When the Yale volleyball team entered the final weekend of Ivy play last year, securing a share of the 2017 conference title required a Bulldog victory and a bit of luck. The Elis only became Ancient Eight co-champions after they snagged a five-set win against Columbia and rival Princeton dropped its match against Dartmouth in an upset. One year later, the script is flipped. With two games remaining in Ivy League play, the Elis hold a one-game advantage over the Tigers and can secure the title outright with a pair of victories.

Riding a nine-game conference win streak, the Bulldogs (17–4, 11–1 Ivy) will launch into matches vs. Cornell (13–9, 8–4 Ivy) and Columbia (10–12, 4–8 Ivy) this Saturday and Sunday at home. The last time the Elis faced their New York cohorts in early October, Yale downed the Lions in three sets and defeated the Big Red in four. Although the Bulldogs are just one win away from defending their crown, they remain concentrated on taking their upcoming games one point at a time.

“Right now, the team is feeling extremely focused,” outside hitter Kathryn Attar ’21 said. “Each game is becoming more important than the last, and that is apparent in the way we play both in practice and in games. We know what we need to do, and we’re putting our all into it.”

Throughout the season, the Big Red has proven itself to be one of the most well-rounded units in the conference, despite suffering key losses that eliminated Cornell from title contention. In their first match of the weekend, the Elis take on Big Red power hitters Carla Sganderlla and Samanta Arenas — who both rank among the top 10 in the Ancient Eight in kills per set.

Third-place Cornell also boasts some of the conference’s best defensive weapons. Libero Lily Barber ranks third in the Ivy League for digs per set, while middle blocker Jada Stackhouse stands sixth in blocks per set.

In their first contest against the Big Red this season, the Bulldogs relied on stellar blocking and tough serving to pull out the win. Middle blocker Chiara Spain ’21 played a significant role in the victory, as the California native secured six blocks and hit with a remarkable .562 efficiency.

“Cornell is disciplined and plays good position defense. So we know we’re going to have to be patient. We’re still going to take our swings and crack the ball, and if it comes back we’ll just have to go back to work,” associate head coach Kevin Laseau said. “They’ve also got hitters that can really put the ball away, so that’s where our serving comes in. We have to be good on the serving so that we can limit their options.”

In their previous match against Cornell, the Elis rebounded after a disappointing third set to secure the game in the fourth frame. In that set, 10 errors and a dismal -.061 hitting efficiency plagued the Elis, culminating in a 25–13 loss. On Friday, the Elis will need to maintain consistent energy and clean play throughout the entirety of the contest to come away with a victory.

The following afternoon, Yale returns to John J. Lee Amphitheater to clash against sixth-ranked Columbia. The Lions have been grappling with the injury of their star offensive player, middle blocker Chichi Ikwuazom, who also sat out for the Elis’ first contest vs. the Light Blue this season. Nevertheless, other Lions have stepped up to fill Ikwuazom’s absence on the court. In particular, outside hitter Emily Teehan has embarked on a standout season. The rookie ranks third in kills per set and second in overall points among all Ancient Eight players.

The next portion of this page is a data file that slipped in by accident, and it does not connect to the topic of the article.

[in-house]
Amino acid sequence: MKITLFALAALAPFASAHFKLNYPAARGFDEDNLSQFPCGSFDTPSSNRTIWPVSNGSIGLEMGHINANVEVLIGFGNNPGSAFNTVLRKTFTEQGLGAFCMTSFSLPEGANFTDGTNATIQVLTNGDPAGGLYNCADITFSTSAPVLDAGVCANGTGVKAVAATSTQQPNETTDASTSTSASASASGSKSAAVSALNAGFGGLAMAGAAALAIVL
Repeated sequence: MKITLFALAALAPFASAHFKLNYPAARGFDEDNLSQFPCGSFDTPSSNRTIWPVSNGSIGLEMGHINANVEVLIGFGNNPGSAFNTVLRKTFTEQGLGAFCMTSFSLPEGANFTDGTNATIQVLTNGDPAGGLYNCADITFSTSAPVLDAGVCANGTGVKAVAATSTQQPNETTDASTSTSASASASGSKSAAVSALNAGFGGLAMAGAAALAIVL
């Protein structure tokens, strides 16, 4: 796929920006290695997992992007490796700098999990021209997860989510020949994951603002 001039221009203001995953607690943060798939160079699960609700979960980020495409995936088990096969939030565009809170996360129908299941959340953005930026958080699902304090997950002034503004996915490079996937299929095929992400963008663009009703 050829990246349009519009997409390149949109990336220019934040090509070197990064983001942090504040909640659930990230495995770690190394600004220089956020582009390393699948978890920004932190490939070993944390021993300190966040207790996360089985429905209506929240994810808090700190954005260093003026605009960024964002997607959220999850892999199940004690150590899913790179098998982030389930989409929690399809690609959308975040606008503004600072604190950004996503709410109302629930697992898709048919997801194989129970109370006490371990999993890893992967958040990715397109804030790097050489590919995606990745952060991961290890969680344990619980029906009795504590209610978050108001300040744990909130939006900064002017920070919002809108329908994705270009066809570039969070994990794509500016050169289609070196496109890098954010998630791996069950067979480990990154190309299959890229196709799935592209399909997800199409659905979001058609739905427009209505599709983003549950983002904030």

“[Columbia] has had an injury to arguably one of the best players in the conference, [Chichi Ikwuazom],” said head coach Erin Appleman. “If she’s in, it’s a totally different team. But if she’s not in, they still have done a really good job. Their setter is really offensive, and they’ve done a good job with having a really balanced attack.”

Columbia also has a cohort of strong servers, with three different Lions breaking top five in the Ivy League for aces per set. The game on Saturday will be a showdown between the two strongest conference teams at the serving line this season. Columbia, which averages 1.52 aces per set collectively, is closely tailed by Yale, which averages 1.51 aces per set.

In the first matchup between the Lions and the Bulldogs this season, Yale triumphed in straight sets. Despite a slow start to open the game, the Elis capitalized on offensive aggressiveness and keen decision-making to turn the game around. After securing the opening set by just two points, Yale took the second and third by heftier margins, including a seven-point difference in the final set.

“We still have a lot of things to get better at,” captain and libero Kate Swanson ’19 said. “But I think that is what makes this season so exciting — we are not done, but rather ready to keep getting after it in each practice, using that drive to take us into our final two Ivy games.”

Besides being the Bulldogs’ final game of the conference slate, Saturday’s match against Columbia also marks Senior Night. Yale will be honoring its five senior players: Swanson, Gray Malias ’19, middle blocker Kate Aitkenhead ’19, middle blocker Shreya Dixit ’19 and Kelley Wirth ’19.

“The senior class has done a tremendous job leadership-wise this year,” Laseau said. “So much of how your team operates depends on your senior leadership and how they influence the rest of the team. [Our seniors] have all been on the same page and have all had great contributions this year, as well as all four years. All five of them have done something great for this program.”

The game against Cornell starts at 7 p.m. on Friday in John J. Lee Amphitheater, while Saturday’s tilt against Columbia begins at 5 p.m.

Ellen Margaret Andrews | ellen.margaret.andrews@yale.edu

Ruiyan Wang | ruiyan.wang@yale.edu .